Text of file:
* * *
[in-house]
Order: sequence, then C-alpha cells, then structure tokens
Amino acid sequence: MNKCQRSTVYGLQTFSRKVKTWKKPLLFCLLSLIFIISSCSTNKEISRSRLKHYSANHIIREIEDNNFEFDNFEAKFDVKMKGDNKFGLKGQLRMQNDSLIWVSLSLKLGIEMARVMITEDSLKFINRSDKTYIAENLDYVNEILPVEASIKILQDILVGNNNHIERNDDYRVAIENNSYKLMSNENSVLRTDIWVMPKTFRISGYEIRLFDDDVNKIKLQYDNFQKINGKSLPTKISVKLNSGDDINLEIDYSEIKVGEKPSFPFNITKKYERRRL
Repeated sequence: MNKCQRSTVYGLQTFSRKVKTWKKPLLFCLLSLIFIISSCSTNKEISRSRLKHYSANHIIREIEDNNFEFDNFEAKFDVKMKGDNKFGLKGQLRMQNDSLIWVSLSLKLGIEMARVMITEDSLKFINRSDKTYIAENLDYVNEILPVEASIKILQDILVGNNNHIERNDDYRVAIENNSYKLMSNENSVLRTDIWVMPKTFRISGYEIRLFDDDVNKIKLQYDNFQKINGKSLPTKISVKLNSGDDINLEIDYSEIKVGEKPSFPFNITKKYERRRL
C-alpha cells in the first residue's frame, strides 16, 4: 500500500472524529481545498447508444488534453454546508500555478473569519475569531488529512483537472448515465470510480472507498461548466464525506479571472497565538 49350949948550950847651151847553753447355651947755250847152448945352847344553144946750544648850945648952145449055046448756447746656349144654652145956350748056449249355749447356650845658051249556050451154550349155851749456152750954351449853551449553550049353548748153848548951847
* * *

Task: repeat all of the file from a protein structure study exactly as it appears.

[in-house]
Order: sequence, then C-alpha cells, then structure tokens
Amino acid sequence: MNKCQRSTVYGLQTFSRKVKTWKKPLLFCLLSLIFIISSCSTNKEISRSRLKHYSANHIIREIEDNNFEFDNFEAKFDVKMKGDNKFGLKGQLRMQNDSLIWVSLSLKLGIEMARVMITEDSLKFINRSDKTYIAENLDYVNEILPVEASIKILQDILVGNNNHIERNDDYRVAIENNSYKLMSNENSVLRTDIWVMPKTFRISGYEIRLFDDDVNKIKLQYDNFQKINGKSLPTKISVKLNSGDDINLEIDYSEIKVGEKPSFPFNITKKYERRRL
Repeated sequence: MNKCQRSTVYGLQTFSRKVKTWKKPLLFCLLSLIFIISSCSTNKEISRSRLKHYSANHIIREIEDNNFEFDNFEAKFDVKMKGDNKFGLKGQLRMQNDSLIWVSLSLKLGIEMARVMITEDSLKFINRSDKTYIAENLDYVNEILPVEASIKILQDILVGNNNHIERNDDYRVAIENNSYKLMSNENSVLRTDIWVMPKTFRISGYEIRLFDDDVNKIKLQYDNFQKINGKSLPTKISVKLNSGDDINLEIDYSEIKVGEKPSFPFNITKKYERRRL
C-alpha cells in the first residue's frame, strides 16, 4: 500500500472524529481545498447508444488534453454546508500555478473569519475569531488529512483537472448515465470510480472507498461548466464525506479571472497565538 49350949948550950847651151847553753447355651947755250847152448945352847344553144946750544648850945648952145449055046448756447746656349144654652145956350748056449249355749447356650845658051249556050451154550349155851749456152750954351449853551449553550049353548748153848548951847